Make us your home page

Clearwater small business man challenging credit crunch, now testifying before Congress

Frustrated Clearwater small businessman Steve Gordon so wanted President Barack Obama to call on him at the Jan. 28 University of Tampa town hall meeting. He arrived early, chose an aisle seat to be near a microphone and, invoking his lucky number seven, sat on the seventh bleacher row.

"I was determined," Gordon, 53, said Wednesday. "I prayed, 'Please God, let this be my day.' "

The president was in town to unveil a federal grant for a high-speed rail link between Tampa and Orlando. He took six questions that day from a crowd of 3,800.

Gordon got his improbable chance and delivered his own high-speed rail about the plight of small businesses that want to expand but cannot find any lenders willing to extend credit during this deep recession.

It's no exaggeration. Wednesday's big, front-page headline in the Wall Street Journal proclaims: Lending Falls at Epic Pace.

Captured on TV news, the exchange between Gordon and Obama resonated with small business owners nationwide who suffer the same credit crunch. The Clearwater businessman, who makes the Instant-Off water-saving device for faucets, has received many messages of support. And his appeal to Obama earned him a lengthy Q&A in the New York Times.

Now Gordon has been invited to testify Friday on Capitol Hill before a joint hearing of the full House Financial Services Committee and the House Committee on Small Business.

Steve the Small Business Guy has become the new Joe the Plumber, the latest main street guy to feel like no one is on his side in Washington.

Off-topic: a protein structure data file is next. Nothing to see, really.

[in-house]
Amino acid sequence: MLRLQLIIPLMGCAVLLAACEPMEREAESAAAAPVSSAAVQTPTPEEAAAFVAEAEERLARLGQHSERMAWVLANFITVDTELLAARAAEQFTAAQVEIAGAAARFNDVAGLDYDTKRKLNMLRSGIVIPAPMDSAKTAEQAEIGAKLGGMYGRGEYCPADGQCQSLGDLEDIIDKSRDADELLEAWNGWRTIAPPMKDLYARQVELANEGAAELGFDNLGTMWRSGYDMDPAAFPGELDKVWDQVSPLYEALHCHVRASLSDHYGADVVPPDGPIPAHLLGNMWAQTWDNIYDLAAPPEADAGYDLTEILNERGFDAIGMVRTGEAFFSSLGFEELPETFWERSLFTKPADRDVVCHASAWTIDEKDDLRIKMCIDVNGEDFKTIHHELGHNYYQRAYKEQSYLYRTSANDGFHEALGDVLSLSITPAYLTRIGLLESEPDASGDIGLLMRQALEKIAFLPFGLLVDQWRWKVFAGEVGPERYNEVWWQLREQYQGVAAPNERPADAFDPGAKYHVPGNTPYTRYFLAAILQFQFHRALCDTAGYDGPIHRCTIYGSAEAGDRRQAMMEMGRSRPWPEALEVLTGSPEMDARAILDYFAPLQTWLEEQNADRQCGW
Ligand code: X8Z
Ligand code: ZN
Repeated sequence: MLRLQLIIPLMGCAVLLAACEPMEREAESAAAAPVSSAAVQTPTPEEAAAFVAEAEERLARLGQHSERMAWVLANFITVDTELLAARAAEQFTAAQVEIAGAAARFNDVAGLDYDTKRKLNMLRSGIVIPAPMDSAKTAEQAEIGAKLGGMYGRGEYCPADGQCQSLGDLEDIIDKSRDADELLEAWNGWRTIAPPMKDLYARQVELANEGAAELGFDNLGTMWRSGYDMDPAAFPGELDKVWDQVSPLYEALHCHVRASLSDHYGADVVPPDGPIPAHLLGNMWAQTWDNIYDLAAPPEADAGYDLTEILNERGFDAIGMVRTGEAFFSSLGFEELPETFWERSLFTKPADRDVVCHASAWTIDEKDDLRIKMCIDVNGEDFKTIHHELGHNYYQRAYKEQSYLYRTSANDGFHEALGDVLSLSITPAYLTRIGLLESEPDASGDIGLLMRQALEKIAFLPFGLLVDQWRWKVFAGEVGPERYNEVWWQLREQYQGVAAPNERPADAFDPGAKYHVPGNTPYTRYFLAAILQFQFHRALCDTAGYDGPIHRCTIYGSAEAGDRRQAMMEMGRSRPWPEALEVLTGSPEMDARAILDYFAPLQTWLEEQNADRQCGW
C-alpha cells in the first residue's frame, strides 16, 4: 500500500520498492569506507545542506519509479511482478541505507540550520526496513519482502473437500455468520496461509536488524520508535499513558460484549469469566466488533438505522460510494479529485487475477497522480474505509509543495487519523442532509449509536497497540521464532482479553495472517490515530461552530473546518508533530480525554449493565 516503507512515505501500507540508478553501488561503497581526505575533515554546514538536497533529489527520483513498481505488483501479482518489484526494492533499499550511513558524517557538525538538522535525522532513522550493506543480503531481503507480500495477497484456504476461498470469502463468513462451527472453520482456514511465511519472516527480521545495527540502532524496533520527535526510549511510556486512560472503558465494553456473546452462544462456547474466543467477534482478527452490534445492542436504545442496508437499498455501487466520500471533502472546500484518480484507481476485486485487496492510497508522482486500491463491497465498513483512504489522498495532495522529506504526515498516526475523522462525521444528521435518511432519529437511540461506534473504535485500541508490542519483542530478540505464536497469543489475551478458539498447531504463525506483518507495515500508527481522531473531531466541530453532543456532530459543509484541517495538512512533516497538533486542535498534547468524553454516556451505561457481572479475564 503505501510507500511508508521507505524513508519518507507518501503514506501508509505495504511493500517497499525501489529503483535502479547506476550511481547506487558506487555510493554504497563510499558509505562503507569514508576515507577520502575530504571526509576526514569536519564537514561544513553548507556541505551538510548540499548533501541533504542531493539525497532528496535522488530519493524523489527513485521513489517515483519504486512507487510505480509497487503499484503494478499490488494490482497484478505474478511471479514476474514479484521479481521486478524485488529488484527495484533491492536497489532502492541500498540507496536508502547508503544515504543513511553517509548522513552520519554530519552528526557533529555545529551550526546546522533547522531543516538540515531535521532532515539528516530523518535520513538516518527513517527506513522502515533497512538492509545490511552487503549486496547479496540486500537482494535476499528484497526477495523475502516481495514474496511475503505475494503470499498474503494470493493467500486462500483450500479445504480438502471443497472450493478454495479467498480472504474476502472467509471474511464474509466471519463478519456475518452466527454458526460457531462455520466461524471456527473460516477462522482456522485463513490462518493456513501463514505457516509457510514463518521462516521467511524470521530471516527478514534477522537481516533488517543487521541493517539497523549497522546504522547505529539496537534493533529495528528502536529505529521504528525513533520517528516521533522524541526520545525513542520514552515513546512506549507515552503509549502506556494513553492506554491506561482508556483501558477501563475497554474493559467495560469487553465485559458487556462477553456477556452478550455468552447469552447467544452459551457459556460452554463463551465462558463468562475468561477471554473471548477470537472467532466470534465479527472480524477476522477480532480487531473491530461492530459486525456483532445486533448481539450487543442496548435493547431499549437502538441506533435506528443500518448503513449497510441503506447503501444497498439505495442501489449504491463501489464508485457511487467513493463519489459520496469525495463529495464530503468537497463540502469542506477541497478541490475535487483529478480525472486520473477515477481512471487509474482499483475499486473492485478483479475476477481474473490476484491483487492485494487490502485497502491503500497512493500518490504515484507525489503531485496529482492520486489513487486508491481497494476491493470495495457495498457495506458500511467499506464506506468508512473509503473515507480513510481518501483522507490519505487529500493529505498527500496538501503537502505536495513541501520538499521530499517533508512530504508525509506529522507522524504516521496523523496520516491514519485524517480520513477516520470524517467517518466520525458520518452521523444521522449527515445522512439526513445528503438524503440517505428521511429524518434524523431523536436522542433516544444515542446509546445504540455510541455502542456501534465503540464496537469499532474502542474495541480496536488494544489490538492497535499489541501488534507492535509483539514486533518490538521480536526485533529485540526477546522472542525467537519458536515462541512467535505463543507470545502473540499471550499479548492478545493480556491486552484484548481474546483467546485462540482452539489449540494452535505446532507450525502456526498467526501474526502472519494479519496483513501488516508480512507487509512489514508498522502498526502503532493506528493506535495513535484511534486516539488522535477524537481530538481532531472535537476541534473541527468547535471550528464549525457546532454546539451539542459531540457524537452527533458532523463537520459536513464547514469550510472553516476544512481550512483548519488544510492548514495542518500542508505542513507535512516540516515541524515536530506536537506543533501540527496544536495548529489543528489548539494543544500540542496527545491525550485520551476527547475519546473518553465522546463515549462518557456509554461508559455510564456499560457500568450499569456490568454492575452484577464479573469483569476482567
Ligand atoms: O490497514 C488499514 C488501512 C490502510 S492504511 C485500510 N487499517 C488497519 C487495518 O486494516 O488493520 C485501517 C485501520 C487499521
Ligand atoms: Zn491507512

Gordon will be one of five small business owners to testify. They will be followed by a second panel of six bank and small business regulators. A third panel of nine bankers and other lenders will conclude the hearing.

Since banks won't lend, Gordon says he will testify that the government should become more of a direct lender to small businesses via its Small Business Administration. He also will call for broadening the criteria for lending beyond a borrower's narrow FICO credit score.

"I'm just honored to be speaking for all the small businesses that do not have a voice," says Gordon, who will travel with his 11-year-old son to Washington.

Gordon's Instant-Off device is sold at Home Depot, among other places, for about $8. Gordon wants to expand his 19-year-old business of five full-time and 30 part-time workers, because he's convinced his device has global potential and can save hundreds of millions of gallons of water, if it can be widely used.

This guy is enthusiastic and obviously does not hesitate to wade into the fray if he thinks something needs fixing. That's one reason Gordon ran for mayor of St. Pete Beach eight years ago. He lost to an incumbent, but the race was reasonably close. Gordon also pitched his faucet invention at the recent Discovery Channel invention competition in Tampa for a chance to be on the cable TV show PitchMen. He was a finalist.